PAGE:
India's spinners dished up a fair amount of rubbish and there were plenty of boundaries on offer for Smith and Gatting through an attacking field. However, this was not a pitch on which a new batsman could settle in comfortably, and, apart from Graeme Hick, no one did.

Gatting was first to go, jumping far enough out of his crease to Rajesh Chauhan's off-spinner to allow Kiran More a protracted fumble before stumping him, and when Anil Kumble turned a leg- break to hit Smith's off stump, the finger was well and truly out of the dyke.

Quite why Richard Blakey still came in ahead of Chris Lewis was not easy to fathom, although there was precious little time for debating the matter, as Blakey was out first ball, groping at thin air for Kumble's top spinner for the third consecutive innings. Blakey, included in the squad for his batting ability, recorded scores of 0, 6, 1, and 0 in this series, and his wicketkeeping has been nowhere near as good as Fletcher claimed at yesterday's post-mortem.

It would be nice to think that England have now learned their lesson in this department, although the error-free Ted Dexter will doubtless concern himself with more important topics before next winter's selection, such as Caribbean smog reports. What is even more puzzling is that Alec Stewart did not keep wicket in either of the last two Test matches, purely because either Stewart, England, or both, wanted him to open the batting. England might have had some bad luck on this tour, but few sides have deserved bad luck more thoroughly than they have.

England, 198 for 6 at lunch, were in little danger of obliging the caterers to lay the table for tea, and Hick's dismissal - to what appeared to be a bogus catch off the pad to short leg - was game, set and match. It ended with Phillip DeFreitas blazing away at Venkatapathy Raju, the upshot of which was four, six, stumped.

Kumble's 4 for 70 took his total of wickets in the series to 21 (average 19.8), although given the nature of the pitches here, combined with England's impoverished batting, the turn of the century will still arrive, sadly, with leg-spinners who have decided Test series arriving at their annual dinner in the back of the same taxi.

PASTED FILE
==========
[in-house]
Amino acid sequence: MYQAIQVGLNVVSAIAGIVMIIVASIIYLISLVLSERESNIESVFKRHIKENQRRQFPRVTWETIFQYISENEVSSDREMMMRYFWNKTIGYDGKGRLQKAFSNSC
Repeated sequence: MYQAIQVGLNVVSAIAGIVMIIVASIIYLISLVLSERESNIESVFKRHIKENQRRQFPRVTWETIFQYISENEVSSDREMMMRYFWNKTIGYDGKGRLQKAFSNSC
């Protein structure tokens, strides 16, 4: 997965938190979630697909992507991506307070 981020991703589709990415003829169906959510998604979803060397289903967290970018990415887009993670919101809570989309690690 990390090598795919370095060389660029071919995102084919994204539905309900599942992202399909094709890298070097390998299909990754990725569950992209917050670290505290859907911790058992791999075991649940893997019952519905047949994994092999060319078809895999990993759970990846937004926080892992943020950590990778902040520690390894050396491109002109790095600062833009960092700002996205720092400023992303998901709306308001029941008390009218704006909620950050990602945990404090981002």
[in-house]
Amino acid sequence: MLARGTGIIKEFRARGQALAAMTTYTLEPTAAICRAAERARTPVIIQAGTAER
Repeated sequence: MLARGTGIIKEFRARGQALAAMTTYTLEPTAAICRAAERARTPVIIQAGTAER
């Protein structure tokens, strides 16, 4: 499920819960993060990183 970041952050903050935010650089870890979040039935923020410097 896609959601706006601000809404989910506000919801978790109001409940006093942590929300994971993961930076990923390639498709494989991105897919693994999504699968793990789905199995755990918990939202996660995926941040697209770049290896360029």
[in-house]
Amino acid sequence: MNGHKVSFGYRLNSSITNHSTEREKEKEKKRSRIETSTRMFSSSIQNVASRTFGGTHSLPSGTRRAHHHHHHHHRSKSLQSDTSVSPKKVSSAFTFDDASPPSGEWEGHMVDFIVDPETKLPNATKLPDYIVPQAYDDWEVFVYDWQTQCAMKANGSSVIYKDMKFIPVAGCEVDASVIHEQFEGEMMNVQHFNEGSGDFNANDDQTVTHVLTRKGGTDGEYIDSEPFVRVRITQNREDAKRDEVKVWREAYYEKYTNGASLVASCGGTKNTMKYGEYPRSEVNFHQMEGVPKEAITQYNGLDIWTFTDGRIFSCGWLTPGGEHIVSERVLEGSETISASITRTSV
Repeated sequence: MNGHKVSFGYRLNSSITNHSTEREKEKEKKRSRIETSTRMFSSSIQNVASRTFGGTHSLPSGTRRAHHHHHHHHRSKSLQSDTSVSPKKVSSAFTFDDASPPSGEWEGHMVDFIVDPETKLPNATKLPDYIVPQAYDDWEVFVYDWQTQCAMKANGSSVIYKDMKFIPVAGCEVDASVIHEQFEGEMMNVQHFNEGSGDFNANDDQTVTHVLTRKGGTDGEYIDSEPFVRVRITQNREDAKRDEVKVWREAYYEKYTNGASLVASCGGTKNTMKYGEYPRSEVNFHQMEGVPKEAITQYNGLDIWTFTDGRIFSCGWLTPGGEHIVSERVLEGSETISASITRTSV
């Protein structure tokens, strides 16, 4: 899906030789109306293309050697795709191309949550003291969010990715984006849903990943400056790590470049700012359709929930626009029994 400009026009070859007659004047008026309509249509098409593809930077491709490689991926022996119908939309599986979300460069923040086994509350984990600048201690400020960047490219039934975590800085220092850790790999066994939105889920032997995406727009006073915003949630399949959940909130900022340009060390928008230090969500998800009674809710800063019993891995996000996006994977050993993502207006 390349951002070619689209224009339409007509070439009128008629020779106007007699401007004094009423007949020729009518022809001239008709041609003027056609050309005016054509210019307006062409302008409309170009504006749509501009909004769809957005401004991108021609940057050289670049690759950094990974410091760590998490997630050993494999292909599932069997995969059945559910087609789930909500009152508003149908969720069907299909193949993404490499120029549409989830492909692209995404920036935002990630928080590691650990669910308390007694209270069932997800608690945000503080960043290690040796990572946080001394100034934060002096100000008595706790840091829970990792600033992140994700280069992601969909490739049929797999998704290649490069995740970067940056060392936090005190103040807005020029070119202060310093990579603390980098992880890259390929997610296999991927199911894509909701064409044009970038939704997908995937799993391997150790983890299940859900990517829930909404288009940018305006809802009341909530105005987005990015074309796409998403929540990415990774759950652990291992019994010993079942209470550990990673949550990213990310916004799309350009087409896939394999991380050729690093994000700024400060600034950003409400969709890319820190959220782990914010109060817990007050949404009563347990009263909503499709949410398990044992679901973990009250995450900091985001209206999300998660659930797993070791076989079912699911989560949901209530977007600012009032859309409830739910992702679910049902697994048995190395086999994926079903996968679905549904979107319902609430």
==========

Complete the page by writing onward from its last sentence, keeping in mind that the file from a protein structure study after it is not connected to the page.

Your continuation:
Gooch, casting ahead to the one-day series resuming in Bangalore on Friday, said that England's spirit was not quite what it was two months ago, but that it was good enough to keep them focused. 'If you win, you're a hero, and if you lose, you're a villain. We'd like to leave India with a hero's win or two.'

As for the original selection, particularly the omissions of Gower and Jack Russell, he said: 'We've all got different ideas about selection, and I still stand by the squad we brought here.' Not so many people are standing next to him on this subject, but on the captaincy issue, they should be. With Australia on the way, no Gooch in the officer's mess equates to quite a different kind of mess.

ENGLAND ITINERARY: 26 Feb: Third one-day international v India (Bangalore); 1 Mar: Fourth one-day international (Jamshedpur); 4 Mar: Fifth one-day international (Gwalior); 5 Mar: Sixth one-day international (Gwalior); 10 Mar: First one-day international v Sri Lanka (Colombo); 13 Mar: TEST (Colombo); 20 Mar: Second one-day international (Moratuwa).

No place for Essex man, page 19

Lara scuttles South Africa, page 38

(Photograph omitted)